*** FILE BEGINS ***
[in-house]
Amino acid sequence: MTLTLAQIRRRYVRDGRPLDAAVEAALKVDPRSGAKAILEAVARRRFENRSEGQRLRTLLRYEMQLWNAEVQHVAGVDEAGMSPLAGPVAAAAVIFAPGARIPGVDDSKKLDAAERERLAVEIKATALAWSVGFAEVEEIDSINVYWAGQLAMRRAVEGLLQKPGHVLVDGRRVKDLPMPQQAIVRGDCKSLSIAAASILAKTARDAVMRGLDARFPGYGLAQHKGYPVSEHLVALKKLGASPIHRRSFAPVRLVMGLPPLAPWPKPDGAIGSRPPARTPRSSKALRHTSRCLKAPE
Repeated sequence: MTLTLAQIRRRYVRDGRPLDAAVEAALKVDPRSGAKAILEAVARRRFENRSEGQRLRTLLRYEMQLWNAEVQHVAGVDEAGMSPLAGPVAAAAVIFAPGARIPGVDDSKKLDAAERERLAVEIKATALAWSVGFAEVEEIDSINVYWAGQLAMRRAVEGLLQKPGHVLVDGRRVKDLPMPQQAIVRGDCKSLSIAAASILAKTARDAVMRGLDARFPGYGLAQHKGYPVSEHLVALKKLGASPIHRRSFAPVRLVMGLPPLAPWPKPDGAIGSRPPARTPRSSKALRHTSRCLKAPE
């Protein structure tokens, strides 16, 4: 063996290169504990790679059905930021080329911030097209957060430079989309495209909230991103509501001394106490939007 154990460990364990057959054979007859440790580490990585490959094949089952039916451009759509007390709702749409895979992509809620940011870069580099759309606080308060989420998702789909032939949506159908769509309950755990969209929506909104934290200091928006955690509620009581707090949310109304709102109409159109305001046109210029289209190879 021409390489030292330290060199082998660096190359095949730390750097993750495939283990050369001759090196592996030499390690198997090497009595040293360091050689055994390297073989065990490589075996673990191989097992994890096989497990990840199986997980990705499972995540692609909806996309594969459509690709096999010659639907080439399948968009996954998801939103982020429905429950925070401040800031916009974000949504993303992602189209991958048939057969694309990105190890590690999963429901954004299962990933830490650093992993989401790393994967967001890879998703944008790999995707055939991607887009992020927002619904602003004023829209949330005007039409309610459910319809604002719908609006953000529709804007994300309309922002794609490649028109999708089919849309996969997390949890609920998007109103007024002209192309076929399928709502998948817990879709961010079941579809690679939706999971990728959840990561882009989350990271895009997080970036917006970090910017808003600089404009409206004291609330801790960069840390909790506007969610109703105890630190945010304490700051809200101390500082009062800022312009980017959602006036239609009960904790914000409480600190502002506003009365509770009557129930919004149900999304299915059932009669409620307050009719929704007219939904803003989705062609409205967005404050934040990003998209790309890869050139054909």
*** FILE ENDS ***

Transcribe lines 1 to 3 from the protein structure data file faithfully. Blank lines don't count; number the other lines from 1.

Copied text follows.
[in-house]
Amino acid sequence: MTLTLAQIRRRYVRDGRPLDAAVEAALKVDPRSGAKAILEAVARRRFENRSEGQRLRTLLRYEMQLWNAEVQHVAGVDEAGMSPLAGPVAAAAVIFAPGARIPGVDDSKKLDAAERERLAVEIKATALAWSVGFAEVEEIDSINVYWAGQLAMRRAVEGLLQKPGHVLVDGRRVKDLPMPQQAIVRGDCKSLSIAAASILAKTARDAVMRGLDARFPGYGLAQHKGYPVSEHLVALKKLGASPIHRRSFAPVRLVMGLPPLAPWPKPDGAIGSRPPARTPRSSKALRHTSRCLKAPE
Repeated sequence: MTLTLAQIRRRYVRDGRPLDAAVEAALKVDPRSGAKAILEAVARRRFENRSEGQRLRTLLRYEMQLWNAEVQHVAGVDEAGMSPLAGPVAAAAVIFAPGARIPGVDDSKKLDAAERERLAVEIKATALAWSVGFAEVEEIDSINVYWAGQLAMRRAVEGLLQKPGHVLVDGRRVKDLPMPQQAIVRGDCKSLSIAAASILAKTARDAVMRGLDARFPGYGLAQHKGYPVSEHLVALKKLGASPIHRRSFAPVRLVMGLPPLAPWPKPDGAIGSRPPARTPRSSKALRHTSRCLKAPE